Mirror Mirror on the Wall is a reference to a quote from Snow White.
The Knight in Screaming Armor is a reference to the phrase "The Knight in Shining Armor".
Diary of a Mad Mummy is a likely connection with the Ozzy Osbourne album and tune Diary of a Madman.
Little Comic Shop of Horrors and Little Shop of Hamsters are references to the horror/musical film, Litle Shop of Horrors.
Trick or...Trapped! and Trick or Trap are references to "Trick or Treat", a phrase people typically say on Halloween.
Bride of the Living Dummy is a connection with Bride of Frankenstein.
Invasion of the Body Squeezers: Part 1 and Part 2 are a connection with the film, Invasion of the Body Snatchers.
Revenge R Us is a connection with the store, Toys "R" Us.
Jekyll and Heidi is a reference to the story, Dr. Jekyll and Mr. Hyde.
Be Afraid — Be Very Afraid! is a connection with the tagline of the 1986 film The Fly.
Full Moon Fever is a reference to the album, Full Moon Fever by means of Tom Petty.
The Incredible Shrinking Fifth Grader is a connection with the 1957 film The Incredible Shrinking Man.
The Wizard of Ooze and The Lizard of Oz are references to the 1939 film, The Wizard of Oz.
Planet of the Lawn Gnomes is a connection with the movie, Planet of the Apes.
Son of Slappy is a connection with Seed of Chucky and the tune "Son of Man" from Disney's Tarzan.
How I Met my Monster is a reference to the show, How I Met Your Mother.
Frankenstein's Dog is a connection with Mary Shelly's Frankenstein.
A Nightmare on Clown Street is a connection with the horror movie franchise, A Nightmare on Elm Street.
Night of the Puppet People is a reference to the 1958 film Attack of the Puppet People.
Here Comes the Shaggedy is a reference to the horror movie Here Comes the Devil.
The 12 Screams of Christmas is a connection with the music, "The 12 Days of Christmas".
Slappy Birthday to You & Scary Birthday to You! are references to the music "Happy Birthday to You".
It's Alive! It's Alive! is a connection with a quote from the 1931 film Frankenstein.
The Dummy Meets the Mummy is a reference to Abbott and Costello Meet the Mummy.
Revenge of the Invisible Boy is a reference to the ending of the first Goosebumps film.
My Friend Slappy is a possible reference to the 1941 book My Friend Flicka.
Judy and the Beast is a reference to the fairy story Beauty and the Beast.
Say Cheese and Die!: entrance tagline "One Picture is Worth a Thousand Screams" is a play on the word "A Picture is Worth a Thousand Words".
Welcome to Camp Nightmare: front tagline "It's the little camp of horrors" is a reference to Little Shop of Horrors.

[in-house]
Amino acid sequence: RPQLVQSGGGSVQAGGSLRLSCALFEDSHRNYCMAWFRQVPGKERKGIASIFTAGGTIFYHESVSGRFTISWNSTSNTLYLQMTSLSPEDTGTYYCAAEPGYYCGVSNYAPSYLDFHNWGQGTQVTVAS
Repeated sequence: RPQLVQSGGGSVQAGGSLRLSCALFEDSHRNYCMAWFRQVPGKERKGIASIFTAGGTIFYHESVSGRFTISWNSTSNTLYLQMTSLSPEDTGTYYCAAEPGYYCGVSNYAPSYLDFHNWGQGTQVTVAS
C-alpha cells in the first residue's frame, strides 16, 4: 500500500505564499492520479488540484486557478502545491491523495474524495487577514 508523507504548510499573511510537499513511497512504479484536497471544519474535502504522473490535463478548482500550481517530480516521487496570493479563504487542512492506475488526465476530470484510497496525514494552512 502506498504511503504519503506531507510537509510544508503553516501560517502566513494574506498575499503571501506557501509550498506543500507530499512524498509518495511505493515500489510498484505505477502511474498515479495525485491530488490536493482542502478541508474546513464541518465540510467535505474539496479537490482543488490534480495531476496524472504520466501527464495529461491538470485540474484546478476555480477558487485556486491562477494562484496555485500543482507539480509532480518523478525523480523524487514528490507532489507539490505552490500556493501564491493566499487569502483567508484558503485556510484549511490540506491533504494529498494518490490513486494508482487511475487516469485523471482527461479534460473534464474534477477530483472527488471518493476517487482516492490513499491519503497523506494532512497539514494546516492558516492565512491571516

Piano Lessons Can Be Murder: front tagline "Play it again, hands!" is a connection with "Play it again, Sam!" an regularly misquoted line from the 1942 film Casablanca.
The Werewolf of Fever Swamp: front tagline "Who's Afraid of the Big Bad Wolf?" is a reference to the song of the same name from the 1933 Disney short The Three Little Pigs.
Deep Trouble: front tagline "Just when you thought it was safe" is a connection with "Just when you thought it was safe to go back in the water...", the tagline for the 1978 movie Jaws 2.
The Scarecrow Walks at Midnight: entrance tagline "It's a field of screams!" is a reference to the 1989 film Field of Dreams.
My Hairiest Adventure: front tagline "It keeps growing... and growing... and growing..." is a reference to "It keeps going... and going... and going..." the slogan for the mascot, the Energizer Bunny.
The Horror at Camp Jellyjam: again tagline, "It's Not Whether You Win or Lose — It's How You Stay Alive!" is a play on the phrase "It's not whether you win or lose, it's how you play the game."
The Abominable Snowman of Pasadena: back tagline "Forget Frosty!" is a reference to Frosty The Snowman.
Night of the Living Dummy III: entrance tagline "Every dummy has his day...and night!" is a play on the phrase "Every dog has his day".
Egg Monsters From Mars: back tagline "Which Came First , The Monster Or The Egg?" is a play on the thought experiment "Which Came First, The Chicken Or The Egg?"
Ghost Camp: front tagline "Be All That You Can't See!" is a connection with "Be All That You Can Be!", a slogan of the United States Army.
How To Kill a Monster: Back Tagline "Home Alone... With A Monster?" is a imaginable reference to the Home Alone film collection.
Attack of the Jack-O'-lanterns: front tagline "Put one head in front of the other" is a connection with "Put One Foot In Front Of The Other", a phrase that is ceaselessly associated with the track of the same name sung by way of Kris Kringle and The Winter Warlock in the 1970 Christmas special Santa Claus is Comin' To Town.
Calling All Creeps!: again tagline "Reach Out And Scare Someone" is a play on the word "reach out and touch someone".
How I Learned To Fly: entrance tagline "It's a bird! It's a plane! It's a... kid?" is a connection with the quote "It's a bird! It's a plane! It's Superman!"
Chicken Chicken: entrance tagline "It's a finger lickin' nightmare!" is a connection with the Kentucky Fried Chicken slogan "It's Finger Lickin' Good!"
The Curse of Camp Cold Lake: front tagline "Last one in is a rotten... Ghost!" is a play on the word "Last one in is a rotten egg!".